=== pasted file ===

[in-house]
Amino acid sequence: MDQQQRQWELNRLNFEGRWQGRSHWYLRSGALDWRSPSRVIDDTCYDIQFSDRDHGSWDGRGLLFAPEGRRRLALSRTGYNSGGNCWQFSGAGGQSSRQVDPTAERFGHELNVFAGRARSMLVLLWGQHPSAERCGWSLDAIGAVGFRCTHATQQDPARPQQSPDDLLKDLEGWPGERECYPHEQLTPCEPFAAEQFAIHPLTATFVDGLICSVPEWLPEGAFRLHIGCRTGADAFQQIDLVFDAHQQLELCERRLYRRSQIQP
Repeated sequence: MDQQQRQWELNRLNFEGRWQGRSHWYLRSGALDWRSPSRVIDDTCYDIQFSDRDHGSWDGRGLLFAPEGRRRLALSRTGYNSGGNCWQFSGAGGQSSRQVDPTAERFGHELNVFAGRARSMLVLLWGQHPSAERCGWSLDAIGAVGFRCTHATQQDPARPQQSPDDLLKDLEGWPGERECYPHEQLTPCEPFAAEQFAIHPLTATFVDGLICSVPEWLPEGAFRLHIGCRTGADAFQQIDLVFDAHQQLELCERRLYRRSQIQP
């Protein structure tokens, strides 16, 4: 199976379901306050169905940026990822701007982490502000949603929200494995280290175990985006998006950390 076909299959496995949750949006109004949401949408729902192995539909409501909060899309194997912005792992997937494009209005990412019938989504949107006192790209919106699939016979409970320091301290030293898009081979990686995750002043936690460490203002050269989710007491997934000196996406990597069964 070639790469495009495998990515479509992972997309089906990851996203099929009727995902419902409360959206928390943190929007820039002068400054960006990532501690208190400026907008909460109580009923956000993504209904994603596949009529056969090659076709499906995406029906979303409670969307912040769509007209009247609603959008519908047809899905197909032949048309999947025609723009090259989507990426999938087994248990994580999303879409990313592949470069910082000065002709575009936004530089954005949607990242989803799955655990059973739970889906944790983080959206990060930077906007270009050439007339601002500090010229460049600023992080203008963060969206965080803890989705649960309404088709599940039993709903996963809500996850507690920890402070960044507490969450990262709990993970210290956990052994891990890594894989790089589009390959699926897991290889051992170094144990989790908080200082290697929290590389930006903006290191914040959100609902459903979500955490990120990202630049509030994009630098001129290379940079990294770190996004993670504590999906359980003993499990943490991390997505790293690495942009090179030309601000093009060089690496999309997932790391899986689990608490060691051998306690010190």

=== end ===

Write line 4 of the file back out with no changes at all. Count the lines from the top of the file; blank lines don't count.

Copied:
């Protein structure tokens, strides 16, 4: 199976379901306050169905940026990822701007982490502000949603929200494995280290175990985006998006950390 076909299959496995949750949006109004949401949408729902192995539909409501909060899309194997912005792992997937494009209005990412019938989504949107006192790209919106699939016979409970320091301290030293898009081979990686995750002043936690460490203002050269989710007491997934000196996406990597069964 070639790469495009495998990515479509992972997309089906990851996203099929009727995902419902409360959206928390943190929007820039002068400054960006990532501690208190400026907008909460109580009923956000993504209904994603596949009529056969090659076709499906995406029906979303409670969307912040769509007209009247609603959008519908047809899905197909032949048309999947025609723009090259989507990426999938087994248990994580999303879409990313592949470069910082000065002709575009936004530089954005949607990242989803799955655990059973739970889906944790983080959206990060930077906007270009050439007339601002500090010229460049600023992080203008963060969206965080803890989705649960309404088709599940039993709903996963809500996850507690920890402070960044507490969450990262709990993970210290956990052994891990890594894989790089589009390959699926897991290889051992170094144990989790908080200082290697929290590389930006903006290191914040959100609902459903979500955490990120990202630049509030994009630098001129290379940079990294770190996004993670504590999906359980003993499990943490991390997505790293690495942009090179030309601000093009060089690496999309997932790391899986689990608490060691051998306690010190």